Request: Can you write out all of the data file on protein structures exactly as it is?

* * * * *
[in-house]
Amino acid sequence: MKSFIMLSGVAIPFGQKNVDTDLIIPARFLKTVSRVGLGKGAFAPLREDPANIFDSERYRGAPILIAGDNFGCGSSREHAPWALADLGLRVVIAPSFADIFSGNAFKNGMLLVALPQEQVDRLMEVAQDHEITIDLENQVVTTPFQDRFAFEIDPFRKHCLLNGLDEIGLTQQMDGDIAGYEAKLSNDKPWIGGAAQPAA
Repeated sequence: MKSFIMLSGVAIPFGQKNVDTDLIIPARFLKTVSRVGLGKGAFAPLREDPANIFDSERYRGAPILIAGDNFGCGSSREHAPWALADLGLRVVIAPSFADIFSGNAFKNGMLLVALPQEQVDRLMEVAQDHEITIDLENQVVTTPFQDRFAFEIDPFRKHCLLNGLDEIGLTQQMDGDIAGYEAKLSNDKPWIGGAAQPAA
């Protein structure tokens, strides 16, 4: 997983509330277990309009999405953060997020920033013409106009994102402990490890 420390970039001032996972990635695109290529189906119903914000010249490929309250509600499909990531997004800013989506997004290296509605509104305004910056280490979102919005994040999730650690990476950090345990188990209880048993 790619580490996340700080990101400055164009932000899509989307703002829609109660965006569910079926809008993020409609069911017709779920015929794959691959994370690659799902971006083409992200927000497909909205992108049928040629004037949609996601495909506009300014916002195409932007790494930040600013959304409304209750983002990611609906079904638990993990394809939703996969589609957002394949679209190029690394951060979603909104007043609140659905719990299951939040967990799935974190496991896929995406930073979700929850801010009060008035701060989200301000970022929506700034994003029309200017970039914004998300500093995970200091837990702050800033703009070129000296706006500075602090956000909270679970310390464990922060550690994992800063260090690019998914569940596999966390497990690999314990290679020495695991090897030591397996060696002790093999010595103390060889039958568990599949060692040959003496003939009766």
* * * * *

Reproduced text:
[in-house]
Amino acid sequence: MKSFIMLSGVAIPFGQKNVDTDLIIPARFLKTVSRVGLGKGAFAPLREDPANIFDSERYRGAPILIAGDNFGCGSSREHAPWALADLGLRVVIAPSFADIFSGNAFKNGMLLVALPQEQVDRLMEVAQDHEITIDLENQVVTTPFQDRFAFEIDPFRKHCLLNGLDEIGLTQQMDGDIAGYEAKLSNDKPWIGGAAQPAA
Repeated sequence: MKSFIMLSGVAIPFGQKNVDTDLIIPARFLKTVSRVGLGKGAFAPLREDPANIFDSERYRGAPILIAGDNFGCGSSREHAPWALADLGLRVVIAPSFADIFSGNAFKNGMLLVALPQEQVDRLMEVAQDHEITIDLENQVVTTPFQDRFAFEIDPFRKHCLLNGLDEIGLTQQMDGDIAGYEAKLSNDKPWIGGAAQPAA
């Protein structure tokens, strides 16, 4: 997983509330277990309009999405953060997020920033013409106009994102402990490890 420390970039001032996972990635695109290529189906119903914000010249490929309250509600499909990531997004800013989506997004290296509605509104305004910056280490979102919005994040999730650690990476950090345990188990209880048993 790619580490996340700080990101400055164009932000899509989307703002829609109660965006569910079926809008993020409609069911017709779920015929794959691959994370690659799902971006083409992200927000497909909205992108049928040629004037949609996601495909506009300014916002195409932007790494930040600013959304409304209750983002990611609906079904638990993990394809939703996969589609957002394949679209190029690394951060979603909104007043609140659905719990299951939040967990799935974190496991896929995406930073979700929850801010009060008035701060989200301000970022929506700034994003029309200017970039914004998300500093995970200091837990702050800033703009070129000296706006500075602090956000909270679970310390464990922060550690994992800063260090690019998914569940596999966390497990690999314990290679020495695991090897030591397996060696002790093999010595103390060889039958568990599949060692040959003496003939009766």